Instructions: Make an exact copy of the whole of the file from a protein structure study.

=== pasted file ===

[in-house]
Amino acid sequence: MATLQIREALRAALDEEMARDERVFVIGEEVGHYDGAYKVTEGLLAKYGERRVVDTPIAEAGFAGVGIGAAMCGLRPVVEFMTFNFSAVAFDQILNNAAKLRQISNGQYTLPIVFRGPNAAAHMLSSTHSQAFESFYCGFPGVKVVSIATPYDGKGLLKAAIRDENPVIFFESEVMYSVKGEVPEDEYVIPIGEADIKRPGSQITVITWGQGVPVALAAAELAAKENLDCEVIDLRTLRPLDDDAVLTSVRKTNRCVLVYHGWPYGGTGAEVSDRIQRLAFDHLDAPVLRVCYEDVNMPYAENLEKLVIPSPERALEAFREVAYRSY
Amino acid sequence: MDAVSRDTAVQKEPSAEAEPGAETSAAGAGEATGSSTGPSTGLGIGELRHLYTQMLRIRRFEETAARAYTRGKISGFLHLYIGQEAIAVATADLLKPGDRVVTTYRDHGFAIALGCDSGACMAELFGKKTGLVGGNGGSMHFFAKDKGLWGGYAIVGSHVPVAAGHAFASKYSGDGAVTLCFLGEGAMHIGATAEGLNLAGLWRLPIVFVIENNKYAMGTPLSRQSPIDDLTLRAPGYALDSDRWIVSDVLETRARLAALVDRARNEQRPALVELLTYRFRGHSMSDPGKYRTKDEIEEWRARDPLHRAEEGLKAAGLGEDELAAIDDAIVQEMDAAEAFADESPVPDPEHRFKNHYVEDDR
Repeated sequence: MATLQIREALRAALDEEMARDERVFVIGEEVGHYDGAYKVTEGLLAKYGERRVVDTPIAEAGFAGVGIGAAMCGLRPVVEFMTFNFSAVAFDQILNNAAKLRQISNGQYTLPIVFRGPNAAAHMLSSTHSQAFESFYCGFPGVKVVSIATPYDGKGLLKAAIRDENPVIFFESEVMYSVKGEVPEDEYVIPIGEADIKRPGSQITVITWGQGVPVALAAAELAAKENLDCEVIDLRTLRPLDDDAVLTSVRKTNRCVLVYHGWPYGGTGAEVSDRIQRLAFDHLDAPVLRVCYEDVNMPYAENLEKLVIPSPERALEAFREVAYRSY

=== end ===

[in-house]
Amino acid sequence: MATLQIREALRAALDEEMARDERVFVIGEEVGHYDGAYKVTEGLLAKYGERRVVDTPIAEAGFAGVGIGAAMCGLRPVVEFMTFNFSAVAFDQILNNAAKLRQISNGQYTLPIVFRGPNAAAHMLSSTHSQAFESFYCGFPGVKVVSIATPYDGKGLLKAAIRDENPVIFFESEVMYSVKGEVPEDEYVIPIGEADIKRPGSQITVITWGQGVPVALAAAELAAKENLDCEVIDLRTLRPLDDDAVLTSVRKTNRCVLVYHGWPYGGTGAEVSDRIQRLAFDHLDAPVLRVCYEDVNMPYAENLEKLVIPSPERALEAFREVAYRSY
Amino acid sequence: MDAVSRDTAVQKEPSAEAEPGAETSAAGAGEATGSSTGPSTGLGIGELRHLYTQMLRIRRFEETAARAYTRGKISGFLHLYIGQEAIAVATADLLKPGDRVVTTYRDHGFAIALGCDSGACMAELFGKKTGLVGGNGGSMHFFAKDKGLWGGYAIVGSHVPVAAGHAFASKYSGDGAVTLCFLGEGAMHIGATAEGLNLAGLWRLPIVFVIENNKYAMGTPLSRQSPIDDLTLRAPGYALDSDRWIVSDVLETRARLAALVDRARNEQRPALVELLTYRFRGHSMSDPGKYRTKDEIEEWRARDPLHRAEEGLKAAGLGEDELAAIDDAIVQEMDAAEAFADESPVPDPEHRFKNHYVEDDR
Repeated sequence: MATLQIREALRAALDEEMARDERVFVIGEEVGHYDGAYKVTEGLLAKYGERRVVDTPIAEAGFAGVGIGAAMCGLRPVVEFMTFNFSAVAFDQILNNAAKLRQISNGQYTLPIVFRGPNAAAHMLSSTHSQAFESFYCGFPGVKVVSIATPYDGKGLLKAAIRDENPVIFFESEVMYSVKGEVPEDEYVIPIGEADIKRPGSQITVITWGQGVPVALAAAELAAKENLDCEVIDLRTLRPLDDDAVLTSVRKTNRCVLVYHGWPYGGTGAEVSDRIQRLAFDHLDAPVLRVCYEDVNMPYAENLEKLVIPSPERALEAFREVAYRSY